The pursuit of net zero is a global marathon, not a sprint. With countries and corporations aligning their strides towards this eco-friendly finish line, the energy sector is feeling the heat. Amidst the juggling of hydrogen, wind, and solar power, one contender emerges from the Scottish Highlands, promising a green energy boon.
A Highland Hope
Nestled within the serene landscapes of Coire Glas in the Scottish Highlands lies the blueprint for Britain’s largest natural battery. Energy giant SSE has a $1,576,874,193.82 (£1.5bn) vision to harness the power of water, fashioning a flexible, renewable energy reservoir. With the capability of powering three million homes for up to 24 hours, this colossal hydro storage facility could potentially become Britain’s energy safeguard.
Finlay McCutcheon, SSE Renewables’ director of onshore, shares:
“At a group level, SSE’s strategy is completely focused on delivering the decarbonisation of the energy system.”
The Coire Glas project is not just a reservoir of energy but a fortress of flexibility, ready to unleash its stored green power to counterbalance the unpredictability of wind and solar energies.
Coire Glas Unleashed
Imagine a natural battery, capable of pacing itself for days or surging to full power within five minutes. That’s Coire Glas. McCutcheon elaborates:
“It can be used for days; you can run it at full maximum load for over 24 hours, or it could run day after day through the evening peak hours. But at the same time, it could run for minutes.”
This green guardian stands ready to displace the traditional reliance on oil and gas, heralding a new era of sustainable energy.
Yet, every vision needs a green light. While SSE is primed to plunge into development, it awaits the UK government’s nod—a single policy decision that could catapult the Coire Glas project from blueprint to reality.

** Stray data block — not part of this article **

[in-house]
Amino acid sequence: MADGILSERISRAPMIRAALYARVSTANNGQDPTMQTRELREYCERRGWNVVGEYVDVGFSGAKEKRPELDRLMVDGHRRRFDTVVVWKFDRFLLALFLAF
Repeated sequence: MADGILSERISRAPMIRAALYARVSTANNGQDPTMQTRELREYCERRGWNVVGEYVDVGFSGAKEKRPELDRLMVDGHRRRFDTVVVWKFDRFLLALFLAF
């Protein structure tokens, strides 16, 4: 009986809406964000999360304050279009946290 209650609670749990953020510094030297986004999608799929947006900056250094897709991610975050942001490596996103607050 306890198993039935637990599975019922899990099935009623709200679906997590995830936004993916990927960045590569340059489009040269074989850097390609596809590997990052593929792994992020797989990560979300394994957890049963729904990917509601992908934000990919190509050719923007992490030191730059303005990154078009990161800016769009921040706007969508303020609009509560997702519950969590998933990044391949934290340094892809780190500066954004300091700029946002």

“We have a clear government target to have a decarbonised net zero power system by 2035, and I’m convinced that’s possible,” asserts McCutcheon.
The clock is ticking, and if Coire Glas is to join the green energy relay, the starting gun needs to fire within the next couple of years.
In a bid to grease the wheels, SSE has injected an extra £100m as a “down payment” towards the Coire Glas project. Gregor Alexander, SSE’s finance director, underscores this move as a “significant down-payment by SSE to keep this critical project moving forwards.” The policy environment, however, holds the keys to the project’s full acceleration.
Echoes from the Past, Vision for the Future
In a nostalgic yet forward-looking gesture, SSE is also breathing new life into the Sloy hydro power station on the shores of Loch Lomond. With an 80-year history rooted in the Hydro Electric Development Act of 1943, this revived powerhouse is poised to contribute to the modern green energy saga.
Scotland’s First Minister Humza Yousaf, during a visit to Sloy, highlighted Scotland’s reputation as one of the “world leaders” in renewables. He affirmed the country’s commitment to exploring the extensive potential of hydro power in the race to net zero, and called for the UK government’s support in harnessing long duration energy storage technologies.
The Urgency of Now
McCutcheon’s voice rings with urgency.
“We’re going through an amazing transition into a decarbonised energy system, and there are lots of things that we don’t know for sure right now,” he says.
In the face of the looming climate crisis, he underscores the imperative to mobilize and operationalize green energy solutions, placing wind, solar, and long-duration energy storage at the forefront of the UK’s decarbonisation march.
Indeed, with the 2030s looming and the climate crisis intensifying, the journey from blueprint to operational green energy bastions like Coire Glas is not just a possibility—it’s an imperative. Every blueprint penned, every policy decision made, and every investment injected is a step closer to a world where the green energy dream is not just alive, but fully charged and operational.